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Changing Seas Previous Broadcasts

Mission to Inner Space (Episode #102)

KQED World: Thu, Oct 21, 2010 -- 9:30 AM

NOAA's Aquarius Reef Base is the only undersea research station operating in the world today. Located just three and a half miles offshore from Key Largo, Florida, at a depth of 60 feet, aquanauts spend ten day missions living and working on the seafloor. Changing Seas observed scientists during a recent mission as they studied the impacts ocean acidification is having on local reef ecosystems. Ocean acidification is caused by a change in the water's chemistry that could have potentially devastating impacts on corals in the future.

Repeat Broadcasts:

  • KQED World: Thu, Oct 21, 2010 -- 12:30 PM

Farming The Sea (Episode #104)

KQED World: Thu, Oct 28, 2010 -- 12:30 PM

An ever-growing demand for fresh seafood has pushed wild stocks around the world to the brink. Aquaculture is one alternative to meet the increasing need for fish and crustaceans. Some aquaculture methods have been highly criticized for their negative environmental impacts, but other, more environmentally friendly techniques, are being perfected at various research institutions in Florida. Changing Seas meets with experts who produce fish for food production and to replenish depleted wild populations.

Corals of the Deep (Episode #103)

KQED World: Thu, Oct 28, 2010 -- 12:00 PM

In the deep waters off Florida's Atlantic coast grow magnificent structures, capable of reaching 300 feet in height. These are the corals of the deep sea. Porcelain-white and centuries old, few humans have seen these delicate reefs. The Ivory Tree Coral, Oculina varicosa, and Lophelia pertusa flourish in harsh, sunless environments, yet these branch-like formations provide food and shelter for a variety of deepwater organisms. Rich in biodiversity, this mysterious underwater kingdom is threatened by destructive fishing practices such as bottom trawling. However, a recently proposed 23,000 square mile marine protected area could save these fragile reefs from ruin.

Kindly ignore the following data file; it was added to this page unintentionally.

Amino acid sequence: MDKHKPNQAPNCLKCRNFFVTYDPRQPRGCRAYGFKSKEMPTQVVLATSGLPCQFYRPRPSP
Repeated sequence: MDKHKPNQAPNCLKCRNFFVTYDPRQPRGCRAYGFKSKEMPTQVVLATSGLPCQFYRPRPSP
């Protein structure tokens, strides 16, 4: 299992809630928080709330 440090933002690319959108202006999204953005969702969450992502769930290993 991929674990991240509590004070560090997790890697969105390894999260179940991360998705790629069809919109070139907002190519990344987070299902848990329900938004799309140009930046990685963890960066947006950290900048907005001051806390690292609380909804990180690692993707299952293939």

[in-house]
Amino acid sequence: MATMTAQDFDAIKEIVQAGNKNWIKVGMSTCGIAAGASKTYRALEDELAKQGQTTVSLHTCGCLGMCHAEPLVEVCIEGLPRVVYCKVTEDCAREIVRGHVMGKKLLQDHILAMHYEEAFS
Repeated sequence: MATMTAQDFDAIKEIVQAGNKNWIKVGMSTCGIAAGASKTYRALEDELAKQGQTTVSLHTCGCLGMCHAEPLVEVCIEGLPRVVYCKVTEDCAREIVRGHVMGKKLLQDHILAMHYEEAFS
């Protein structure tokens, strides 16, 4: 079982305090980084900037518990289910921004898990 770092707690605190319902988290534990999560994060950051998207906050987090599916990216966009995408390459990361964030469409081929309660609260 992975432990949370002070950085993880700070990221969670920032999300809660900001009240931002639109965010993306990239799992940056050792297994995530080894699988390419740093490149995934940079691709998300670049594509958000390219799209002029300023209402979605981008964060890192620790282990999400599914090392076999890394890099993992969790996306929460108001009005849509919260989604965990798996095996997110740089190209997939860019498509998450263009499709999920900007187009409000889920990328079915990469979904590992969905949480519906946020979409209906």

Farming The Sea (Episode #104)

KQED World: Thu, Oct 28, 2010 -- 9:30 AM

An ever-growing demand for fresh seafood has pushed wild stocks around the world to the brink. Aquaculture is one alternative to meet the increasing need for fish and crustaceans. Some aquaculture methods have been highly criticized for their negative environmental impacts, but other, more environmentally friendly techniques, are being perfected at various research institutions in Florida. Changing Seas meets with experts who produce fish for food production and to replenish depleted wild populations.

Corals of the Deep (Episode #103)

KQED World: Thu, Oct 28, 2010 -- 9:00 AM

In the deep waters off Florida's Atlantic coast grow magnificent structures, capable of reaching 300 feet in height. These are the corals of the deep sea. Porcelain-white and centuries old, few humans have seen these delicate reefs. The Ivory Tree Coral, Oculina varicosa, and Lophelia pertusa flourish in harsh, sunless environments, yet these branch-like formations provide food and shelter for a variety of deepwater organisms. Rich in biodiversity, this mysterious underwater kingdom is threatened by destructive fishing practices such as bottom trawling. However, a recently proposed 23,000 square mile marine protected area could save these fragile reefs from ruin.

Super Grouper (Episode #101)

KQED World: Thu, Oct 21, 2010 -- 9:00 AM

At a time when large fish are rapidly disappearing from the world's oceans, one giant is making a comeback in Florida. The Goliath Grouper was facing extinction when it became a protected species in 1990. Since then, the population has had a chance to recover. Now, some members of the recreational fishing community are pushing to re-open the fishery. But scientists studying the colossal, slow-to-mature fish say such a move would be premature. Changing Seas joins scientists in the field to learn more about the life history of these awe-inspiring fish.

Repeat Broadcasts:

  • KQED World: Thu, Oct 21, 2010 -- 12:00 PM
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